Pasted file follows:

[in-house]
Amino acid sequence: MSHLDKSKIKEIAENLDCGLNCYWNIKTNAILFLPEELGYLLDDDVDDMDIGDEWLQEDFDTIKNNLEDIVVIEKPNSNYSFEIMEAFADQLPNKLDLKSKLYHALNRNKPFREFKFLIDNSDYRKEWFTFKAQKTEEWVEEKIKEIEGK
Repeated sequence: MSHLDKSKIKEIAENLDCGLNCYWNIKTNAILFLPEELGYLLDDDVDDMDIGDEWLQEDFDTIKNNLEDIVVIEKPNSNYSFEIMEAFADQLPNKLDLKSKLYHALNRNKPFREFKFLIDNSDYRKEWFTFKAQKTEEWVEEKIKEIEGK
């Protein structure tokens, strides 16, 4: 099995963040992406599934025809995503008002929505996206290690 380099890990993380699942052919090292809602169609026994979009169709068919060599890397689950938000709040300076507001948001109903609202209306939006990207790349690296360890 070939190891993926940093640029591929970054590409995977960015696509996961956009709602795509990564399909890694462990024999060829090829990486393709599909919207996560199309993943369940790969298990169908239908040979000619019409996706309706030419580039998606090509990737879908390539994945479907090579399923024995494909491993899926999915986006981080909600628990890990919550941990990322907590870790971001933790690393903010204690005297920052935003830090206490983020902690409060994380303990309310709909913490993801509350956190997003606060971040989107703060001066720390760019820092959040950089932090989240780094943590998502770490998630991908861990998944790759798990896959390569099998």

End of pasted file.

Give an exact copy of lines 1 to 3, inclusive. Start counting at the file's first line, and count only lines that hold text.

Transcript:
[in-house]
Amino acid sequence: MSHLDKSKIKEIAENLDCGLNCYWNIKTNAILFLPEELGYLLDDDVDDMDIGDEWLQEDFDTIKNNLEDIVVIEKPNSNYSFEIMEAFADQLPNKLDLKSKLYHALNRNKPFREFKFLIDNSDYRKEWFTFKAQKTEEWVEEKIKEIEGK
Repeated sequence: MSHLDKSKIKEIAENLDCGLNCYWNIKTNAILFLPEELGYLLDDDVDDMDIGDEWLQEDFDTIKNNLEDIVVIEKPNSNYSFEIMEAFADQLPNKLDLKSKLYHALNRNKPFREFKFLIDNSDYRKEWFTFKAQKTEEWVEEKIKEIEGK